But in reality, La Madeleine was designed as a temple to Napoleon’s army and its glorious victories back in the early 1800s – which would certainly help explain why the church doesn’t actually look like a church (it doesn’t have a spire or bell-tower) but rather a lavish Greek temple. It was completed in 1828 and built in the Neo-Classical style and was inspired by an exceptionally well preserved Roman temple named Maison carrée in Nîmes; it now dominates the entire Faubourg Saint-Honoré, with its 52 20-meters high Corinthian columns.
The 8th arrondissement (neighborhood), one of Paris’ 20 districts, is probably best known for the famous boulevard Champs-Élysées. With sidewalks lined by trees, high-end shops, and fashion boutiques, the boulevard is also home to the Arc de Triomphe and the Place de la Concorde, as well as the Élysée Palace (the official residence of the President of France). On one end of the Champs-Élysées is the Arc de Triomphe, which offers sweeping views of the city from its top. On the other end of the Champs-Élysées is the Grand Palais, an historic building dedicated “to the glory of French art.” The Grand Palais is now a museum and an exhibition hall that is home to an impressive art collection. The 8th arrondissement is probably best known as a retail district, where posh shoppers come to sip a beverage at one of the area’s numerous cafes or restaurants, then browse name-brand boutiques like Chanel, Christian Dior, and Louis Vuitton.
In a city filled with beautiful churches and cathedrals the likes of Notre Dame and Sainte-Chapelle, St Etienne du Mont remains one of the prettiest ecclesiastical buildings in Paris. Built between 1492 and 1655, the Gothic and Renaissance-style church in the city’s Latin Quarter houses the lone rood screen remaining in Paris, dating back to 1535.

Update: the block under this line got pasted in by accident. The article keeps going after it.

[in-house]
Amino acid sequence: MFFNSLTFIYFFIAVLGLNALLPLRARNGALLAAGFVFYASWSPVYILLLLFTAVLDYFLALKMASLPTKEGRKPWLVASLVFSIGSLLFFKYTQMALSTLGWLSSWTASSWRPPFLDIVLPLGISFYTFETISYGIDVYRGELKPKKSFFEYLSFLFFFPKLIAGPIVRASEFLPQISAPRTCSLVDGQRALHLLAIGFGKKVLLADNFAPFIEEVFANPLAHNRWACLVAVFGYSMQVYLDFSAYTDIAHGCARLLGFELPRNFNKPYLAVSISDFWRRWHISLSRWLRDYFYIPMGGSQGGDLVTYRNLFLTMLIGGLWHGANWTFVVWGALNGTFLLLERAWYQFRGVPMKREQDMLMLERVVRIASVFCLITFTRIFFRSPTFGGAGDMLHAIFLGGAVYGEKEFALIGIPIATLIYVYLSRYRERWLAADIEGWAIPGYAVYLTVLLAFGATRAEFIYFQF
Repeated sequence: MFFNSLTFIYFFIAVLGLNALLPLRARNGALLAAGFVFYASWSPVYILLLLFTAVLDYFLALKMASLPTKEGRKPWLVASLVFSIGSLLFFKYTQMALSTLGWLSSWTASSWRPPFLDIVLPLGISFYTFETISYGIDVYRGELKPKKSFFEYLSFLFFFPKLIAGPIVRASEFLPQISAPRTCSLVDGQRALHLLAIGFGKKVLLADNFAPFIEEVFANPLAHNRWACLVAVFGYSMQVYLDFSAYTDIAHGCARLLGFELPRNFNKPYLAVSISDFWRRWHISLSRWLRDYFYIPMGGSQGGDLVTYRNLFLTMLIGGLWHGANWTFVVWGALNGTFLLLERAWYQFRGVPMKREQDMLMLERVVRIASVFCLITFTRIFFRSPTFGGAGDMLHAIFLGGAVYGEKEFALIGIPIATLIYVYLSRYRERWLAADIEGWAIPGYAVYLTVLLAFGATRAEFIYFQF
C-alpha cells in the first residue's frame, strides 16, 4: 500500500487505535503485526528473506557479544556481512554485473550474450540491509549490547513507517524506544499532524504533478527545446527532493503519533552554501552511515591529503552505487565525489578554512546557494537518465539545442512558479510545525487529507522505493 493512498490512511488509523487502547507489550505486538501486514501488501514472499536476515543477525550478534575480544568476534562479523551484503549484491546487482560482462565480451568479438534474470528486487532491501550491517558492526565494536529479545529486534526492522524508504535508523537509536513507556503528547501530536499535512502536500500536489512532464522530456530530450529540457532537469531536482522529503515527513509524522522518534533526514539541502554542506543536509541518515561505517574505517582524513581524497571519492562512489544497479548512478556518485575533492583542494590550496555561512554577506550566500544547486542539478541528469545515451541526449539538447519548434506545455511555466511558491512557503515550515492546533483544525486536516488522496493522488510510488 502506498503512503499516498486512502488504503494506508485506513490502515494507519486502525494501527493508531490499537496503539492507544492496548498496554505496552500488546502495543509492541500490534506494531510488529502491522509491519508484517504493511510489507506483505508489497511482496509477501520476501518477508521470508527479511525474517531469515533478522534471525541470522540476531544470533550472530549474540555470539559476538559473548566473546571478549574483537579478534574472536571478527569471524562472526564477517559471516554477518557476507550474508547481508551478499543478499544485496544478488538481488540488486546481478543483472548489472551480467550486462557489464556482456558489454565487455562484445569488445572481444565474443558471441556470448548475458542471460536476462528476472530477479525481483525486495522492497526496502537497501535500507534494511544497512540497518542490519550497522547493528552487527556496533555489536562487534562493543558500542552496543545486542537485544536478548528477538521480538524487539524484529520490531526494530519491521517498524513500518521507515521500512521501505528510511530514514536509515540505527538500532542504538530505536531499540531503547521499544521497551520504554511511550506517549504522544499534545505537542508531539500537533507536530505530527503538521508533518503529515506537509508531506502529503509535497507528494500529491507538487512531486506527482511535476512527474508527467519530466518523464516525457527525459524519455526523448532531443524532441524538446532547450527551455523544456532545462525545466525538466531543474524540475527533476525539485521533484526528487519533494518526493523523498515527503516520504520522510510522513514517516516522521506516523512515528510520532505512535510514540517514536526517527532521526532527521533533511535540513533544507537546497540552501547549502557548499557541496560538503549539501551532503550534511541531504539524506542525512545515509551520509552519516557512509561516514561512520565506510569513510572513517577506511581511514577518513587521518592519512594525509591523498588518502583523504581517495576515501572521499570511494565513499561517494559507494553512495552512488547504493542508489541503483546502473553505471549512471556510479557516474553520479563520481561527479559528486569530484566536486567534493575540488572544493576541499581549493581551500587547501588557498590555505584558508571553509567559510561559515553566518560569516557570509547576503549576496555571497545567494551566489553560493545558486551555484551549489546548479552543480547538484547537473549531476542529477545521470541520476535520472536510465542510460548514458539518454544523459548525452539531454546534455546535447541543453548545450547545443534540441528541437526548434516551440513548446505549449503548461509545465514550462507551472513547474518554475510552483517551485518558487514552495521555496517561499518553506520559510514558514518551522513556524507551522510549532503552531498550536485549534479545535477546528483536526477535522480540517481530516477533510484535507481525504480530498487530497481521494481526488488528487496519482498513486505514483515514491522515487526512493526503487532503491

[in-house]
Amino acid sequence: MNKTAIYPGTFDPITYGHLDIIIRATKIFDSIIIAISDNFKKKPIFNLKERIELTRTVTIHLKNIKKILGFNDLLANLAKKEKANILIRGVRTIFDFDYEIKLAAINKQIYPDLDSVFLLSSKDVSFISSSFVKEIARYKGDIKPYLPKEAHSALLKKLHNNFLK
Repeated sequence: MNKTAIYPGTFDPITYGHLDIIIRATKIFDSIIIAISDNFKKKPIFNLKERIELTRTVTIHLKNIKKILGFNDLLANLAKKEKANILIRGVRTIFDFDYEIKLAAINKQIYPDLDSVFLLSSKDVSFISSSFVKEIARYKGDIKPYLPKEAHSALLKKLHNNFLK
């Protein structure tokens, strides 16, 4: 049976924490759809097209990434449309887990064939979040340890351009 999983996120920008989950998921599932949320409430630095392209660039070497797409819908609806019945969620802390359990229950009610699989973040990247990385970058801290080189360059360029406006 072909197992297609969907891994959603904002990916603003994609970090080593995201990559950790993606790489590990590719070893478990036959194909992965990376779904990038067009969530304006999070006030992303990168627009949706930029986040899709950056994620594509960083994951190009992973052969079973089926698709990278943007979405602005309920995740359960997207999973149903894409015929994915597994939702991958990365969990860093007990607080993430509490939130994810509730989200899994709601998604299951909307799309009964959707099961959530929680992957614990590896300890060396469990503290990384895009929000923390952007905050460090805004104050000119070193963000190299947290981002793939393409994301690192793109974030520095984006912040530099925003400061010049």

Ste Genevieve, the patron of the city, was interred in the church’s southeastern corner before French revolutionaries destroyed her remains. Today, her ornate tomb includes a reliquary housing all that was left, a sole finger bone. Jean Racine and Blaise Pascal, two of the city’s most famous intellectuals, are also buried within the church.
Other items of note include the oldest pipe organ case in Paris (carved in 1631 by Jehan Buron), a baroque pulpit from 1651 and a series of stained glass windows dating from the early sixteenth century through the first part of the seventeenth century.
Located on one of Paris’ two natural islands in the Seine river, the Palais de Justice is among the oldest surviving buildings of the former royal palace. The middle of three impressive buildings on the Île de la Cité (the other two are the medieval Gothic chapel Sainte Chapelle and the former prison the Conciergerie, which is now a museum), the Palais de Justice is notorious for its role during the French revolution, where more than 1,000 people (including Marie-Antoinette) were condemned to death before being imprisoned at the Conciergerie next door and executed on the guillotine.
Because the Palais is still used for judicial purposes today, visitors are not allowed to tour the premises. However, touring the Conciergerie and Sainte Chapelle is a great way to check out the Palais de Justice from the outside. Sainte Chapelle has an impressive collection of stained glass windows, and provides the closest look of the Palais de Justice available to the general public.